Riots broke out in Milwaukee the other day, and before that in other cities, each erupting with familiar sights: fire and pain, anger and looting.
It will likely happen again in some other urban area, perhaps after a black man is killed by a police officer, whether the shooting is justified or unjustified. Was the victim a known criminal pointing a gun at a cop? Or not? These are reasons, but reasons really don't matter now, do they?
The fire is the thing. The anger is the thing.
And all we're doing now is waiting for the next one.
Our media high priests -- the guardians of the political establishment -- come to us with reasoned explanations for the urban tinderbox. They tell us of hopelessness and despair. But they ignore the one thing that binds them all, the one inconvenient truth of things.
We know that institutions have broken down. Generations of black families have been shattered by the welfare state.
We've created government systems that maintain human beings in poverty and ignorance so that politicians can count on their votes.
And that is a crime against morality.
You know this. There are schools that don't work and haven't for decades, schools where teachers are overwhelmed, where children arrive thoroughly unprepared, where too many parents are indifferent.
Political corruption is an epidemic, a hidden tax upon urban economic wastelands, where there are no jobs for people who aren't trained and educated for work.
During a riot, when businesses begin to burn and rocks are thrown and guns are fired, political actors in those little boxes on TV begin to bark in cliches.
They use words like "empowerment" and "investment" and "social infrastructure" and "social justice."
Blame is assessed and pressed like hot iron into the flanks of the rich, or of "corporations" and others with means, a moronic and frightening misunderstanding of how jobs are created. It is as if "The Big Rock Candy Mountain" has become economic policy.
And by such logic all we must do is lower the rich into a giant cauldron, add salt and bay leaves and boil them down for soup to soothe the neighborhoods on fire.
And while we're at it, why not find that magical unlimited federal checkbook and a committee of the best and the brightest to guide us?
But we've already had government run by the best and the brightest. And we've spent trillions of dollars in America's war on poverty.
And just what has been accomplished? The crime statistics tell you. The jobless numbers tell you. The graduation rates tell you. Open your eyes and see the despair.
What isn't discussed enough when riots happen and neighborhoods burn is the one thing most common to all these decaying urban tinderboxes.
They're run by Democrats.
Baltimore is a Democratic city, Milwaukee is a Democratic city, Chicago, Detroit, and on and on.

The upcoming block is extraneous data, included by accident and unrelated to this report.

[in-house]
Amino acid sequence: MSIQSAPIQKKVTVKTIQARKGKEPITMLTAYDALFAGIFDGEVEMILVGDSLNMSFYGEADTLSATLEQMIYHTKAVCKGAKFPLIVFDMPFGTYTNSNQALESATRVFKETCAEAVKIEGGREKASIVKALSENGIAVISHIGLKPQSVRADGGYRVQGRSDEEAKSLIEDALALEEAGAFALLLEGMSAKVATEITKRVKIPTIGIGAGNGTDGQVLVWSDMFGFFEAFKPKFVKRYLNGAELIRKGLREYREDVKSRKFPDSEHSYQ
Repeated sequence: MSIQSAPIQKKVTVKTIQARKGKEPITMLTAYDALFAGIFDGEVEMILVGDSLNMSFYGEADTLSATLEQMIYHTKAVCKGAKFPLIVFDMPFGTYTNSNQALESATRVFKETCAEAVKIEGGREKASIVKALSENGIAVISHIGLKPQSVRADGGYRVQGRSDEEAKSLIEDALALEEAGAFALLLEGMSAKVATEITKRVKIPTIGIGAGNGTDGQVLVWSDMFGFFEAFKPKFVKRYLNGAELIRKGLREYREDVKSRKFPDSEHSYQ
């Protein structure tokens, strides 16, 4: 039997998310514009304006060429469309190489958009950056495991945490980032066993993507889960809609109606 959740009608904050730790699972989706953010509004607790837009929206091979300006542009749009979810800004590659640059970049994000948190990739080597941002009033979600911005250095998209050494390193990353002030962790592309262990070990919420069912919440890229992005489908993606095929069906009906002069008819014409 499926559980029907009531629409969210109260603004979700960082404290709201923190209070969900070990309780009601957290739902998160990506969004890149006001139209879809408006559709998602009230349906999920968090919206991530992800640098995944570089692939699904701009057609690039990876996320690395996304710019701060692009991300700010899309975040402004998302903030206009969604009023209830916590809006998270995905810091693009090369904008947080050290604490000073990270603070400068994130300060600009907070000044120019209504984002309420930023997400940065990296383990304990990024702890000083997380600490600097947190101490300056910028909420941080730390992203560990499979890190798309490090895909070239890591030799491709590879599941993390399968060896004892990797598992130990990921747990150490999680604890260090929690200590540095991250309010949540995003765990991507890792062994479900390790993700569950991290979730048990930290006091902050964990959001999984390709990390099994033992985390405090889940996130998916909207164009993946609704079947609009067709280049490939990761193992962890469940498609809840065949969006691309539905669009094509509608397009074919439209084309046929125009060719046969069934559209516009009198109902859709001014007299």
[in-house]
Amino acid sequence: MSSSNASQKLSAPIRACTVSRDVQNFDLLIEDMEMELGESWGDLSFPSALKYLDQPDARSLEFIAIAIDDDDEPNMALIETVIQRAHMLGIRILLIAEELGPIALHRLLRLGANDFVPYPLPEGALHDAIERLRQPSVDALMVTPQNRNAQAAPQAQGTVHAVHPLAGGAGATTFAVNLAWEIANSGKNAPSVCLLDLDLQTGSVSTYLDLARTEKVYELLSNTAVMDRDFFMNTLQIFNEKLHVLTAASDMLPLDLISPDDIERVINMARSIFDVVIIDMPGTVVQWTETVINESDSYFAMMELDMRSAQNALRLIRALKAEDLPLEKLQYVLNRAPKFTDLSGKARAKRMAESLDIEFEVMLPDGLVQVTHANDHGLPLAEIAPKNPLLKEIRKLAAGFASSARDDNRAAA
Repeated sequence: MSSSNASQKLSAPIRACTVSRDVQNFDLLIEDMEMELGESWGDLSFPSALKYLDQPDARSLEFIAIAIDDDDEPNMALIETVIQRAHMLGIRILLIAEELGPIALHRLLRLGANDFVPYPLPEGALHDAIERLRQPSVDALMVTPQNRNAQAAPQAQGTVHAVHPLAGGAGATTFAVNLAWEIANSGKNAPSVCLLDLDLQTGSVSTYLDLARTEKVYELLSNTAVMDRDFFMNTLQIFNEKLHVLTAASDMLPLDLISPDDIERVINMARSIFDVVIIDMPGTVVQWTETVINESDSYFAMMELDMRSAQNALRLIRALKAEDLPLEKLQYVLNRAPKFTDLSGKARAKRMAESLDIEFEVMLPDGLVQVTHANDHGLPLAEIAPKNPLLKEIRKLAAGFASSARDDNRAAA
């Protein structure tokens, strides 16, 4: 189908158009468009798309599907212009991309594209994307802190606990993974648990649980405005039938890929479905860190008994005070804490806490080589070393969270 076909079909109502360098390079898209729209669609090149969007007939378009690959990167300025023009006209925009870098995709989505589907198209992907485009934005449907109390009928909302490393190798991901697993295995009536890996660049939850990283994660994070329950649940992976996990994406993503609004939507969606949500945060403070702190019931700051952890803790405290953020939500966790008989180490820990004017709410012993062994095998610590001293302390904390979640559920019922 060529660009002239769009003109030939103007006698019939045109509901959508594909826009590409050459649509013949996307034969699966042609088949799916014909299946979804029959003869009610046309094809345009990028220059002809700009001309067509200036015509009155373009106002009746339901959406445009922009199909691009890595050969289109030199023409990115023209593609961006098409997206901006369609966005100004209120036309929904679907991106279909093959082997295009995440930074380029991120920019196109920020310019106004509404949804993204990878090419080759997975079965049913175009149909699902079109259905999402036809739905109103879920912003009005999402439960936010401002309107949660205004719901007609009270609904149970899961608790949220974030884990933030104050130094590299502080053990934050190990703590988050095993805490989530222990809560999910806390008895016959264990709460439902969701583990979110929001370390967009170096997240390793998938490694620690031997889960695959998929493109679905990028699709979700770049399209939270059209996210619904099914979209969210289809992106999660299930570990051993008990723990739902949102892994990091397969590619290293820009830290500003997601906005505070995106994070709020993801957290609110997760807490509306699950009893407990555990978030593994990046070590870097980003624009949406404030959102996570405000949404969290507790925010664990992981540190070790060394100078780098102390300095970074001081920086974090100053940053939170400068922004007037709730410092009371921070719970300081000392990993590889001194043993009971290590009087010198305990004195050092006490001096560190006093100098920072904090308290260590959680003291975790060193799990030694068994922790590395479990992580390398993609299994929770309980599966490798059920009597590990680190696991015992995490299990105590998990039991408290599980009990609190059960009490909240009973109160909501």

This is a most inconvenient truth. This is what binds them.
For decade after decade, Democrats have controlled policy and politics in the broken cities. This is the proof of Democratic success.
The broken schools have been run by Democrats for decades. The broken institutions are run by Democrats.
The political corruption in these cities is Democratic corruption, where government is the hammer used to beat others into forking over their cash.
The corruption tax presses down upon the economic wastelands, where there are no jobs to be had.
Urban school systems remain broken for students and families. Yet they feed the bureaucrats and the vendors who sell goods and services to education bureaucrats.
And the well-fed know what they're supposed to do on Election Day: Vote Democratic.
Big-city school bureaucrats are political creatures, loyal to their sponsors in the statehouse or at your City Hall. The teachers unions, by definition, are about protecting their members. Everybody's covered but the desperate.
And the kids? They don't have a union. They can't vote. They don't write campaign checks to politicians.
Those who suffer the most from broken urban policy are those who are told that Democrats are the only ones who can protect them.
Protect them from what? Poverty, violence, joblessness and bad schools? All that has been provided.
Those who push broken government programs and liberal policy aren't evil people. Most intended to work for the good.
But they made a terrible mistake in thinking that the strong arm of government is the answer. It isn't. It never was.
Are there alternatives to the crushing cynicism of the Democratic welfare state? Yes. Liberty is the answer, not some politician using government to "empower" people. Growth is the answer, not government control.
People need hope. And meaningful work -- which doesn't mean waltzing around with a clipboard on some government payroll -- is essential for self-respect.
So here are some alternatives:
Radically cut taxes and change workers' compensation and other anti-business laws in urban areas to promote business job growth.
And support true school choice -- meaning vouchers -- so impoverished minority students aren't deprived of a future.
Democrat bosses, the trial lawyers and public unions hate such ideas. But then, they're the muscle of Democratic politics.
That strong arm of government helps politicians to maintain power and control.
But as we've seen, the strong arm of government can also pave the road to hell.